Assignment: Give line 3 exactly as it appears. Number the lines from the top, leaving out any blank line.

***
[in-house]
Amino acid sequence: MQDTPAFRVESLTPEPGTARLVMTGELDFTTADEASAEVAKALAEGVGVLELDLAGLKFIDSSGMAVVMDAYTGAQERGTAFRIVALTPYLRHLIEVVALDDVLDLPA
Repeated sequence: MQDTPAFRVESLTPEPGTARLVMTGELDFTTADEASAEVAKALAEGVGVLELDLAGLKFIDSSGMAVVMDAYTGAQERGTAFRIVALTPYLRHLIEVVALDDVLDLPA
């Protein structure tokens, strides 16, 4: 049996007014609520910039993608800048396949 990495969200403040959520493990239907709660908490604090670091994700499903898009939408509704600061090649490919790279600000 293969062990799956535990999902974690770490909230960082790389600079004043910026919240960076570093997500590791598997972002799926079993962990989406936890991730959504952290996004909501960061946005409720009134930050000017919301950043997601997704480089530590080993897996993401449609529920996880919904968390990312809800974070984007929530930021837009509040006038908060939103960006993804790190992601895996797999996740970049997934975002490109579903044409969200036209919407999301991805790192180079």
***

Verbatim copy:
Repeated sequence: MQDTPAFRVESLTPEPGTARLVMTGELDFTTADEASAEVAKALAEGVGVLELDLAGLKFIDSSGMAVVMDAYTGAQERGTAFRIVALTPYLRHLIEVVALDDVLDLPA